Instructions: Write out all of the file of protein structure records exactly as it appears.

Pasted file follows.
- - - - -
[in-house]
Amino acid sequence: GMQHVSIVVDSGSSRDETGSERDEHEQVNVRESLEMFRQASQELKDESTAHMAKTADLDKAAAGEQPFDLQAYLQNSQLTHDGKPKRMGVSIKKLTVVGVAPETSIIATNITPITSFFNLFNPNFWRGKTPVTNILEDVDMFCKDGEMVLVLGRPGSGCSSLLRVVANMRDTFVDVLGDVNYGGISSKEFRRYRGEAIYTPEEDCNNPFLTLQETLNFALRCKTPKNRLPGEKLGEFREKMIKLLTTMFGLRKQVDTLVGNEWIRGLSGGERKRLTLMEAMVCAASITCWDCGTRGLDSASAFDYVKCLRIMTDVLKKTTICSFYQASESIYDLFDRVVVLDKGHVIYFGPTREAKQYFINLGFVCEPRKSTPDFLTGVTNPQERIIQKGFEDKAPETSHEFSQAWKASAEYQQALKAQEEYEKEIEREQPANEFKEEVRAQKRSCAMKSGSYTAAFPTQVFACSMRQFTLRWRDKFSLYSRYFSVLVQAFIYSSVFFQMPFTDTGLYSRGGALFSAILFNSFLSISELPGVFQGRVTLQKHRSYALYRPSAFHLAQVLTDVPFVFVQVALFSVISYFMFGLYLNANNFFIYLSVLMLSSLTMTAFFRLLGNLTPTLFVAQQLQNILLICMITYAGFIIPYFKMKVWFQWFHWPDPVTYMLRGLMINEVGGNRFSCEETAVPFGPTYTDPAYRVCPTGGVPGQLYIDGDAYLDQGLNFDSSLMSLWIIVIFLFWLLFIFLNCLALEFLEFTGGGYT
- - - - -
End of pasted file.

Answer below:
[in-house]
Amino acid sequence: GMQHVSIVVDSGSSRDETGSERDEHEQVNVRESLEMFRQASQELKDESTAHMAKTADLDKAAAGEQPFDLQAYLQNSQLTHDGKPKRMGVSIKKLTVVGVAPETSIIATNITPITSFFNLFNPNFWRGKTPVTNILEDVDMFCKDGEMVLVLGRPGSGCSSLLRVVANMRDTFVDVLGDVNYGGISSKEFRRYRGEAIYTPEEDCNNPFLTLQETLNFALRCKTPKNRLPGEKLGEFREKMIKLLTTMFGLRKQVDTLVGNEWIRGLSGGERKRLTLMEAMVCAASITCWDCGTRGLDSASAFDYVKCLRIMTDVLKKTTICSFYQASESIYDLFDRVVVLDKGHVIYFGPTREAKQYFINLGFVCEPRKSTPDFLTGVTNPQERIIQKGFEDKAPETSHEFSQAWKASAEYQQALKAQEEYEKEIEREQPANEFKEEVRAQKRSCAMKSGSYTAAFPTQVFACSMRQFTLRWRDKFSLYSRYFSVLVQAFIYSSVFFQMPFTDTGLYSRGGALFSAILFNSFLSISELPGVFQGRVTLQKHRSYALYRPSAFHLAQVLTDVPFVFVQVALFSVISYFMFGLYLNANNFFIYLSVLMLSSLTMTAFFRLLGNLTPTLFVAQQLQNILLICMITYAGFIIPYFKMKVWFQWFHWPDPVTYMLRGLMINEVGGNRFSCEETAVPFGPTYTDPAYRVCPTGGVPGQLYIDGDAYLDQGLNFDSSLMSLWIIVIFLFWLLFIFLNCLALEFLEFTGGGYT